Data Services Newsletter

Volume 23 : No 2 : Summer 2021

MERMAID Data Now Available through the IRIS DMC

EarthScope-Oceans data are now fully archived, curated and available at the IRIS DMC. Data from the Mobile Earthquake Recording in Marine Areas by Independent Divers (MERMAIDs) from both the United States (Princeton) and France (GéoAzur) are now available. These deployments are in the South Pacific as shown in Figure 1, and they are part of a larger SPPIM (South Pacific Plume Imaging and Modeling) array collectively managed by the EarthScope-Oceans (ESO) consortium. This project was discussed in greater detail in a previous IRIS DS Newsletter (https://ds.iris.edu/ds/newsletter/vol19/no1/477/a-seismic-shift-in-the-oceans).

Figure 1. Initial Deployment Locations
The map above shows the initial deployment locations for the first 18 MERMAIDS from the Ifremer vessel R/V Alis. Starting from the left, the linear array of stations is numbered P0006—P0012, and those in the circular array are numbered (clockwise) P0013 and P0016—P0025. Access to data from floats P0006 and P0007 (the two most western MERMAIDs are contributed by GéoAzur and have small purple dots above them in Figure 1. P0008, P0010, and P0016 are contributed by Princeton (similarly marked by red dots) and are unrestricted. All Princeton and GéoAzur data are fully released after two years, and they are now available through the IRIS DMC. (Figure from https://ds.iris.edu/gmap/MH)

Moving Station Locations

MERMAIDs drift freely with the ocean currents, but they are not unique in this regard. Two other drifting data acquisition platforms include:

MERMAIDs use the following approach. At the surface, MERMAIDs determine their position using GPS. However, MERMAIDs record their hydroacoustic time series at depth—generally around 1500 m below the surface, out of contact with GPS—and so the location at the time of recording must be interpolated using measurements taken during the previous and subsequent dives. The technique used to determine these locations is discussed by Joubert et al. (2016; doi: 10.1785/0120140265) and codified in the open-source Python package Automaid (Simon et al., 2021; doi: 10.5281/zenodo.5057096).

ESO has submitted a proposal to the FDSN that specifies a simple approach to archiving changing metadata via the GeoCSV file format. Very much a spreadsheet-ready approach, it provides a flexible way to capture the location of a moving MERMAID. These GeoCSV files are available from the IRIS Metadata Aggregator (MDA) system. Examples of the files can be found at http://ds.iris.edu/data/reports/MH where relevant GeoCSV files can be found in subdirectories, one for each station.

Figure 2 shows some of the more recent GPS fixes reported by a single MERMAID, station P0010. The changing positions of MERMAID stations are not easily captured in current StationXML metadata.

Figure 2. Changing locations for station P0010
This map shows the most recent GPS fixes reported by Station P0010 (with older positions represented by increasingly transparent icons). These changing positional metadata are captured in the corresponding GeoCSV file in an easily accessible format. (Figure from http://earthscopeoceans.org)

We believe that other deployments where station position may change (e.g., on or near ice flows, glaciers, landslides) can also leverage the proposed GeoCSV format. Ultimately, the information in GeoCSV files could be incorporated into StationXML in an efficient manner once the GeoCSV proposal is approved by the FDSN.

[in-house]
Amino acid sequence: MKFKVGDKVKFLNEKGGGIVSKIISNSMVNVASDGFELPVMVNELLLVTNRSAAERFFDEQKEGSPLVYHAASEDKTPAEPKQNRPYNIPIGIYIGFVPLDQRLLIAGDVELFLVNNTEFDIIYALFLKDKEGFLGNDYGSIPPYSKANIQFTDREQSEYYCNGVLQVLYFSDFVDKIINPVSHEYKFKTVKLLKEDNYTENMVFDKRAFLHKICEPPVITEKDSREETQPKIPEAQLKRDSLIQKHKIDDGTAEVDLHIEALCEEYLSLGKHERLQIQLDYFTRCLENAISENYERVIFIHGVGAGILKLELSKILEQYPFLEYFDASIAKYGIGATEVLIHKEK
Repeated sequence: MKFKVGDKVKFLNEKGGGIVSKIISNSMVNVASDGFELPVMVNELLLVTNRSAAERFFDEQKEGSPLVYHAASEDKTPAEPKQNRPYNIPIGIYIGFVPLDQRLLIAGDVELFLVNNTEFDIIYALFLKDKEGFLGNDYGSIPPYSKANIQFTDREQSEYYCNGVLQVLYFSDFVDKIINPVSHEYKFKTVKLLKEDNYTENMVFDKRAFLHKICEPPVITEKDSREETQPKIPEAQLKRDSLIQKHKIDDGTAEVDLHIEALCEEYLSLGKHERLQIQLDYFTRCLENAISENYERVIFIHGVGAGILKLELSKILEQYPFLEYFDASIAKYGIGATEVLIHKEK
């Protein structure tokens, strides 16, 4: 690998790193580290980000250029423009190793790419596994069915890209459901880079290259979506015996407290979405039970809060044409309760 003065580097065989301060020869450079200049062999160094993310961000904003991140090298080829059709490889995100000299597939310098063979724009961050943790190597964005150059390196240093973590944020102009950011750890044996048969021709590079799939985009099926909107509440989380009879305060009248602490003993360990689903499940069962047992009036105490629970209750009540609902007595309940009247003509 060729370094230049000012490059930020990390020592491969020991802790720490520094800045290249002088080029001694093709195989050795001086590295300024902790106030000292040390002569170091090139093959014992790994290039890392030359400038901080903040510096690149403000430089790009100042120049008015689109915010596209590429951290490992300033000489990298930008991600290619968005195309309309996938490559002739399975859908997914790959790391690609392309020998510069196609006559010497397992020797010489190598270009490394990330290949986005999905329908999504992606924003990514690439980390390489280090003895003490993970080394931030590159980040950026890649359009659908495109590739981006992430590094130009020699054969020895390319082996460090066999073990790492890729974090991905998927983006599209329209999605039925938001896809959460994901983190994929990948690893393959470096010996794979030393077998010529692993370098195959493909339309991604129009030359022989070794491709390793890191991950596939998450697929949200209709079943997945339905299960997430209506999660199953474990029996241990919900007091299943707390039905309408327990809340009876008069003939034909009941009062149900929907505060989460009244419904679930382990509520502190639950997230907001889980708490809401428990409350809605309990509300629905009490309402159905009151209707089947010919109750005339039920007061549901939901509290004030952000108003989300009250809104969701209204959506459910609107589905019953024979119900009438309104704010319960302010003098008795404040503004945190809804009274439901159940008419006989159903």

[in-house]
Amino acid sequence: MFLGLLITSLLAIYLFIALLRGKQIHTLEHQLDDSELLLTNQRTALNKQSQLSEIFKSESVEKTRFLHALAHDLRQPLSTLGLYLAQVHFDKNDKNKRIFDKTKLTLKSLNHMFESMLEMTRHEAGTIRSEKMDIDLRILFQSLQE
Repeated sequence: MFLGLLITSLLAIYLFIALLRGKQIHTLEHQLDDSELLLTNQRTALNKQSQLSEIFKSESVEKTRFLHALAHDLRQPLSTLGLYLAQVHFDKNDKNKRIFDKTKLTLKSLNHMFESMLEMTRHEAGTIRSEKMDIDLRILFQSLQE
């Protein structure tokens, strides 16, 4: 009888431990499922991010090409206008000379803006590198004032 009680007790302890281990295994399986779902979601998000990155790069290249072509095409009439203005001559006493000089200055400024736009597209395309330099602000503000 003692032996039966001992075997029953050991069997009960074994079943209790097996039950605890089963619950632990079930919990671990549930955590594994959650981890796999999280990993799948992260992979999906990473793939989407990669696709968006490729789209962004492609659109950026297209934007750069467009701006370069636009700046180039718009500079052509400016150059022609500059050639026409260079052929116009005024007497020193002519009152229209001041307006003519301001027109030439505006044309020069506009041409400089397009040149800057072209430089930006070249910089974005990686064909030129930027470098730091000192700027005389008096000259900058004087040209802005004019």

Data Policy

The data policy established by ESO is quite progressive. Data from three Princeton and both GéoAzur stations are available without any delay other than the time required for their curation. Data from all other stations will be released after two years, or if permission is granted by ESO.

For more details concerning early access, refer to https://geoweb.princeton.edu/people/simons/earthscopeoceans/data/metadata.html. Please reference ESO data using DOI 10.7914/SN/MH.

Data Access and Distribution

Presently, ESO MH data are only available from the IRIS DMC. Access is possible via all tools supported by IRIS, including a rich set of web services (http://service.iris.edu) and web applications such as GMAP (https://ds.iris.edu/gmap), WILBER3 (https://ds.iris.edu/wilber3), and the MDA (https://ds.iris.edu/mda). IRIS supports all International Federation of Digital Seismograph Stations (FDSN) formats and tools in addition to services and access methods unique to IRIS.

We envision future distribution of MERMAID data being accomplished consistent with the Federated Data Center concept (https://www.fdsn.org/datacenters). Currently 19 centers on 5 continents operate FDSN web services that offer seamless user access regardless of where the actual data reside. Thus, users will have access to MH data held at any of the ESO nodes in the future. The French and American data at IRIS will hopefully be followed by data access via additional data centers that support FDSN standard formats and services. Until those federated services come on-line IRIS is willing to host data from other ESO partners.

An Example of MERMAID Data

We end with an example of the type of seismoacoustic signals that MERMAIDs record. One can use any of the IRIS DMC tools to access the unrestricted MH data including the IRIS web service called timeseriesplot used to generate the filtered waveform in Figure 3.

Figure 3. MERMAID Data Example
In this example, the onset around 31:10 is the P-wave associated with an Mw 5.8 earthquake south of the Fiji Islands, ~33 degrees southwest of the recording MERMAID. This figure was generated using the IRIS timeseriesplot web service which applied a bandpass filter from 1hz to 5hz.

by Tim Ahern (1) , Joel Simon (2) and Christoph Waldmann (3)

  • (1) IRIS Data Management Center
  • (2) Princeton University
  • (3) MARUM, University of Bremen
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